Please use this identifier to cite or link to this item:
Title: In situ monitoring of the permanent crystallization, phase transformations and the associated optical and electrical enhancements upon heating of Se thin films
Authors: A. F Qasrawi
Keywords: Seleniumthermal assisted crystallizationhexagonalconductivityoptical properties
Issue Date: 2019
Publisher: Physica B: Condensed Matter
Abstract: In this work, the in situ structural transformations from amorphous to polycrystalline upon heating and the associated enhancements in the structural parameters of selenium thin films are studied by means of X-ray diffraction technique. The Se thin films which are grown onto ultrasonically cleaned glass substrate by the thermal evaporation technique under vacuum pressure of 10-5 mbar exhibits structural transformation from amorphous to polycrystalline near 353 K. The films completed the formation of the structure which includes both of the hexagonal and monoclinic phases at 363 K. It is observed that the hexagonal phase dominates over the monoclinic as temperature is raised. Consistently, the thermally assisted crystallization process is accompanied with increase in the crystallite size, decrease in the microstrain, decrease in defect density and decrease in the percentage of stacking faults. The scanning electron microscopy measurements also confirmed the crystallinity of selenium after heating. The time dependent reputations of the crystallization test has shown that the achieved phase transitions and enhancements in structural parameters are permanent in selenium. Optically, the crystallization process is observed to be associated with redshift in the absorption spectra and in the value of the energy band gap. Electrically, the in situ monitoring of the electrical conductivity during the heating cycle has shown that the electrical conductivity stabilizes and exhibit a decrease in the acceptor levels from 566 to 321 meV after the crystallization was achieved.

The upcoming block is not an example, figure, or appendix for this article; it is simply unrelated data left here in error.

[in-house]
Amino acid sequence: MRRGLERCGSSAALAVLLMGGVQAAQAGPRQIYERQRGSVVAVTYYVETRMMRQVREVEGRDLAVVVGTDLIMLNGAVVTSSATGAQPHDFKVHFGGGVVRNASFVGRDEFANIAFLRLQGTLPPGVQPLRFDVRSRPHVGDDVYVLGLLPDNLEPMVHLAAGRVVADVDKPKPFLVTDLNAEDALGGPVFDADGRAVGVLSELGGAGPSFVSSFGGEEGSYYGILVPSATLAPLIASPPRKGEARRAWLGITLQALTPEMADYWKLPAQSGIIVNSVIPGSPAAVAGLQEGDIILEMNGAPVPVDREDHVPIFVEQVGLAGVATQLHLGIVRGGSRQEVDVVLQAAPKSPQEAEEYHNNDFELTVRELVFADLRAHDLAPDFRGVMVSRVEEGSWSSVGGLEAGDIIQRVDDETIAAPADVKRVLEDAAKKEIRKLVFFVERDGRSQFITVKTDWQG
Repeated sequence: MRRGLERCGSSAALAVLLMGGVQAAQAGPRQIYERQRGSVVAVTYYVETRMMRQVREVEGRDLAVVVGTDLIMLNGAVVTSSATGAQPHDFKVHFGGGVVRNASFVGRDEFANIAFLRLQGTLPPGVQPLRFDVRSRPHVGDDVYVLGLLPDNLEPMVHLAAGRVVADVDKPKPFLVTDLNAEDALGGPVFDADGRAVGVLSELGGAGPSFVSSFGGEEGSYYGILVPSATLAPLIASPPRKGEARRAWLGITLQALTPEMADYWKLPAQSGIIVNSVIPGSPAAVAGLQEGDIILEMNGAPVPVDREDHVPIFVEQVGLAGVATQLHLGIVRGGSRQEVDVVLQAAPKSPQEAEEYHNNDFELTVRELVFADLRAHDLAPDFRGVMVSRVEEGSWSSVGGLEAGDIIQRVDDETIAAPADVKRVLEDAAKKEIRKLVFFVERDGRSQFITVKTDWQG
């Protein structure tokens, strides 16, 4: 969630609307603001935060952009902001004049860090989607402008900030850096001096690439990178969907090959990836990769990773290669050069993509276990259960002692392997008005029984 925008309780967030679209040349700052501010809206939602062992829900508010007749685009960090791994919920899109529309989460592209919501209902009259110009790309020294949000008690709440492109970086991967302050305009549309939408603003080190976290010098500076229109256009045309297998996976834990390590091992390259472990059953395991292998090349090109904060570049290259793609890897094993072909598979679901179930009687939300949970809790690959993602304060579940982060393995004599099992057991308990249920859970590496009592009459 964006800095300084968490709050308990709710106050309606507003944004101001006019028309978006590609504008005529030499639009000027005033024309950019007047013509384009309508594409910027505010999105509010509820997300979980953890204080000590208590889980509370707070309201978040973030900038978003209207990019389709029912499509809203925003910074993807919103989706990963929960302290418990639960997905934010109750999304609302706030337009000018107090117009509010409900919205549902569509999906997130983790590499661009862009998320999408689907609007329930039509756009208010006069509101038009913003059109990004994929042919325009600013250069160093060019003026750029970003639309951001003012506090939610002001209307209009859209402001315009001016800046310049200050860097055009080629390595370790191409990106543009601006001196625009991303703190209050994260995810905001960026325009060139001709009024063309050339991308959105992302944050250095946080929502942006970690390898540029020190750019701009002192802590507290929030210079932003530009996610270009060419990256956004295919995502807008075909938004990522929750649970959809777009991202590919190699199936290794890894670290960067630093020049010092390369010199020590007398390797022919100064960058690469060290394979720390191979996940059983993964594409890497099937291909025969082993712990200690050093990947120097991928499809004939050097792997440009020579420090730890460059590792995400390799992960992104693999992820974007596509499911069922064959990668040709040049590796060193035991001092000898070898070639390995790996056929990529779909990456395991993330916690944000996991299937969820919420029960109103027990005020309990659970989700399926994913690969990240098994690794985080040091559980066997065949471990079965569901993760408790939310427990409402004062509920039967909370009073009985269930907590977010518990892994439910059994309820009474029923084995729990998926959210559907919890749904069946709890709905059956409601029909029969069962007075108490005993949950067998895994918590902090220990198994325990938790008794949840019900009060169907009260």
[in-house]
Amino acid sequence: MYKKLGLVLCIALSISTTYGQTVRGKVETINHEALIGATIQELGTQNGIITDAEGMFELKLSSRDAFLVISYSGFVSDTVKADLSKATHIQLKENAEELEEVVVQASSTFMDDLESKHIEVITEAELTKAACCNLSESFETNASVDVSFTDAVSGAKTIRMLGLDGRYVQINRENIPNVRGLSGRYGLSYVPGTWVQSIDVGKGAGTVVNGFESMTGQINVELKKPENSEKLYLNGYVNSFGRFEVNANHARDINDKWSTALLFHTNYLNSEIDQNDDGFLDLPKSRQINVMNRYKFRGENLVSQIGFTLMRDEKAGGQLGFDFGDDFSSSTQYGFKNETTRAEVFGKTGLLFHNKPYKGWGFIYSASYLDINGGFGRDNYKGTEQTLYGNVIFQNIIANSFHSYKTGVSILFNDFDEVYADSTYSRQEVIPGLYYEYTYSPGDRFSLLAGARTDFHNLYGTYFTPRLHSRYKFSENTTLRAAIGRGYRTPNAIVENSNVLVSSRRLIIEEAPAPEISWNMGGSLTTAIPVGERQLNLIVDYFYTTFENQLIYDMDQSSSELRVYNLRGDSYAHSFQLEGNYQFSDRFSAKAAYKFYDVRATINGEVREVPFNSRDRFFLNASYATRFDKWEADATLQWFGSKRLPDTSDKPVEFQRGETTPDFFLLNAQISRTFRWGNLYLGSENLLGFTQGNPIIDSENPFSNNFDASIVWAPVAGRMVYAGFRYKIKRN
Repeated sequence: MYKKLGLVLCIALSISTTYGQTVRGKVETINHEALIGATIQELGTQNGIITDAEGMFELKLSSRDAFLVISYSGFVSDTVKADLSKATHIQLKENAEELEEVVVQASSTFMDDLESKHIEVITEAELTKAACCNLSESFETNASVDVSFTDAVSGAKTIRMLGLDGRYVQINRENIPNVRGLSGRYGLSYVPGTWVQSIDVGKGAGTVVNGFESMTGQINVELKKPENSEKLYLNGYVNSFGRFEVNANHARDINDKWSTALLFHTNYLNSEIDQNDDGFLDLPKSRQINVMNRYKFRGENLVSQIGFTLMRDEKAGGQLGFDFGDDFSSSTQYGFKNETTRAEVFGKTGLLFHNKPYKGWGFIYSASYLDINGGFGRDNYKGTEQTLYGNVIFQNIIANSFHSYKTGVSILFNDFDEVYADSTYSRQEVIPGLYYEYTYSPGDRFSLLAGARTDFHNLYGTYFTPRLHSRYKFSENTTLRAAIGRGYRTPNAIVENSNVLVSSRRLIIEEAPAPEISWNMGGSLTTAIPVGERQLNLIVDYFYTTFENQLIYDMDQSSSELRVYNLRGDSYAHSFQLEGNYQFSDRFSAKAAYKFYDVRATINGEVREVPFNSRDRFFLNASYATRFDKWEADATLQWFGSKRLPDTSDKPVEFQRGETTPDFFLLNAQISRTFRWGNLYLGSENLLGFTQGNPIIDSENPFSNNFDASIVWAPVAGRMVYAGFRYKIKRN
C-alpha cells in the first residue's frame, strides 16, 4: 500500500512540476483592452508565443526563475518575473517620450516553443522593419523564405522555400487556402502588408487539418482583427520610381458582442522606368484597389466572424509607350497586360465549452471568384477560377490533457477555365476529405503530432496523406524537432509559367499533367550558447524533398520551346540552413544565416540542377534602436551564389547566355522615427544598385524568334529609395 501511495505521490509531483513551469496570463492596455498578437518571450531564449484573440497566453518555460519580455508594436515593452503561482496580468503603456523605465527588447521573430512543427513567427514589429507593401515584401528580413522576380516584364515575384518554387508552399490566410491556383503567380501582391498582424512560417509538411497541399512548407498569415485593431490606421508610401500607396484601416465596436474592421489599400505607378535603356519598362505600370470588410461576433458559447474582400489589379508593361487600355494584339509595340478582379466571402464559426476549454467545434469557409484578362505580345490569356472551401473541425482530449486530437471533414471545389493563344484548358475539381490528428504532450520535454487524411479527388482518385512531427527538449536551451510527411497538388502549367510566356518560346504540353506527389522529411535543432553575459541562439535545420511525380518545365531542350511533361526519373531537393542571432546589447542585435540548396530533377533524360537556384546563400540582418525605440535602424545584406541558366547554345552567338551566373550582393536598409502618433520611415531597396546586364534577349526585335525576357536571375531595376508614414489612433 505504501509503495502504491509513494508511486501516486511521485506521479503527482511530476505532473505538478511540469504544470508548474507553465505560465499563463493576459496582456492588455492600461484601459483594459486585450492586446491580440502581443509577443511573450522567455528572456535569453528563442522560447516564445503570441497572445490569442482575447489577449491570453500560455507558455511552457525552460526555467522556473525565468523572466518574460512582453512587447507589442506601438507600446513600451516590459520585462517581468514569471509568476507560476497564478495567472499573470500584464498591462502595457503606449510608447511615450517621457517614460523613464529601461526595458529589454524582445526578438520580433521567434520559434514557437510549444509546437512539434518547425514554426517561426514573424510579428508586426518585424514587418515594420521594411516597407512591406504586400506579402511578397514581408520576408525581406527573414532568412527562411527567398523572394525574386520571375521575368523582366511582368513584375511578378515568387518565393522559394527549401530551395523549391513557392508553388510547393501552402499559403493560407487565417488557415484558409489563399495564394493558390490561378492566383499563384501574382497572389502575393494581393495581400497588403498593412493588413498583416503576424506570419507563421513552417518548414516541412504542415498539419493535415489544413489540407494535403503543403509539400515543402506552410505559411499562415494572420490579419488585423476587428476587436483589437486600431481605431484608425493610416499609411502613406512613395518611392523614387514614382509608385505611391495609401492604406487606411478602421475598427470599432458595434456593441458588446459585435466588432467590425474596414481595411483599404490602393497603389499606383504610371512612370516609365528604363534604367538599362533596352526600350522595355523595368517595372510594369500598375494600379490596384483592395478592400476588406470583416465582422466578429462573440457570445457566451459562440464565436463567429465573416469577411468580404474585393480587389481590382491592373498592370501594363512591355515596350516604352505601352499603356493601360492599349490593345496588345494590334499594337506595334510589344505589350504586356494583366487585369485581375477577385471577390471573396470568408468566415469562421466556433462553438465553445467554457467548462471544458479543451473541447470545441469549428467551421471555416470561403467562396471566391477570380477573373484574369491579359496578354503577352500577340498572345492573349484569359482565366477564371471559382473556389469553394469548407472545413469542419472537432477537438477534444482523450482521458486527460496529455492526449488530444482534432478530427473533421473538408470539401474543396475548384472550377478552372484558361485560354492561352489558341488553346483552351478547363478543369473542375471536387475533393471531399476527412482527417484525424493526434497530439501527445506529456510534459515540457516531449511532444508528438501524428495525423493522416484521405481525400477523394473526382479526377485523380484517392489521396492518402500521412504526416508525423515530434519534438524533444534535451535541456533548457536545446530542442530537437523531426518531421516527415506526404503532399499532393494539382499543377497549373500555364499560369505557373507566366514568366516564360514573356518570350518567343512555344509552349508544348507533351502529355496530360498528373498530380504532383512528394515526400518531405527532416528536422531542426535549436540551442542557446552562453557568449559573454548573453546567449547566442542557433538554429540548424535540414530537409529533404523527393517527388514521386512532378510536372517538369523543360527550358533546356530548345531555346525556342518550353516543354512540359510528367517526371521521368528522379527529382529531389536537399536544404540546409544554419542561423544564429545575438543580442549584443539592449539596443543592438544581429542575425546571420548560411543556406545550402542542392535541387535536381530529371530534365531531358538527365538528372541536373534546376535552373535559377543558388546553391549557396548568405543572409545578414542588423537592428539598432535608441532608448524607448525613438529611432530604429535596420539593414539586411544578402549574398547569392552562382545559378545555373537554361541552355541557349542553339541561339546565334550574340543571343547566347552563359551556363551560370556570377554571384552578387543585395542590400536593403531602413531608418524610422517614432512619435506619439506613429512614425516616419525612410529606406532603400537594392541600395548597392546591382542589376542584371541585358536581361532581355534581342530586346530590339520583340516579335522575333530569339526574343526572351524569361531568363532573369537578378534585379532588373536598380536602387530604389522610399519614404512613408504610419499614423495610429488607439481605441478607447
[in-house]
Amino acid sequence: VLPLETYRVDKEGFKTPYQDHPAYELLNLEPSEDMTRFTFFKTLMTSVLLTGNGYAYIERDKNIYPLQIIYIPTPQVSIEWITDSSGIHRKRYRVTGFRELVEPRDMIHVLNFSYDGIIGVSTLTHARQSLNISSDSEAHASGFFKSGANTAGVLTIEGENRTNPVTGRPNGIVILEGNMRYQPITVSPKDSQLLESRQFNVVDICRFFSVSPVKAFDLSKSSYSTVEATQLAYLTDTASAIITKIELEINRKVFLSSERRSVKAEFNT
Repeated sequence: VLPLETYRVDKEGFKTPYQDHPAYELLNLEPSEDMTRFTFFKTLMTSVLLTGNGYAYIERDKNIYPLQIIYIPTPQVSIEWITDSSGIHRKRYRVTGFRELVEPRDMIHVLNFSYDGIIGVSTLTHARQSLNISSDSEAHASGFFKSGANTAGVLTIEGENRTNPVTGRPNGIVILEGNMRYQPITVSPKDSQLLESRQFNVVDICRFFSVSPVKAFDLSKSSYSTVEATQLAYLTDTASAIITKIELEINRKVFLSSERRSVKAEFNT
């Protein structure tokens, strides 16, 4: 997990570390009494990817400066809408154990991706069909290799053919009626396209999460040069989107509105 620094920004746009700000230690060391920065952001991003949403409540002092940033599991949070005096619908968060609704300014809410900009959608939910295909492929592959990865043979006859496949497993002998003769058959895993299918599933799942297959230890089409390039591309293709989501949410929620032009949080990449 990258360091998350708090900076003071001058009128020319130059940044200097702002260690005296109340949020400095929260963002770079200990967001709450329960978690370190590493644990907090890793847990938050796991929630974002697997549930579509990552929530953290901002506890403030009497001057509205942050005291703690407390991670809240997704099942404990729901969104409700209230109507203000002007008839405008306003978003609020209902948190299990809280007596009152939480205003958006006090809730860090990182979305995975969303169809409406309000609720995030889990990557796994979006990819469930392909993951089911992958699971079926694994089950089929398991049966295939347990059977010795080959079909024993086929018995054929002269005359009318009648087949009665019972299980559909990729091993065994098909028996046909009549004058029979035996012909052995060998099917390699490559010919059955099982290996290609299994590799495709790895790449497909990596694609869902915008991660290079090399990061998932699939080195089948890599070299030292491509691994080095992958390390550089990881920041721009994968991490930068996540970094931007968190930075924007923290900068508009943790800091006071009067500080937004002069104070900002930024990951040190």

Appears in Collections:Faculty & Staff Scientific Research publications

Files in This Item:
There are no files associated with this item.

Items in DSpace are protected by copyright, with all rights reserved, unless otherwise indicated.

Admin Tools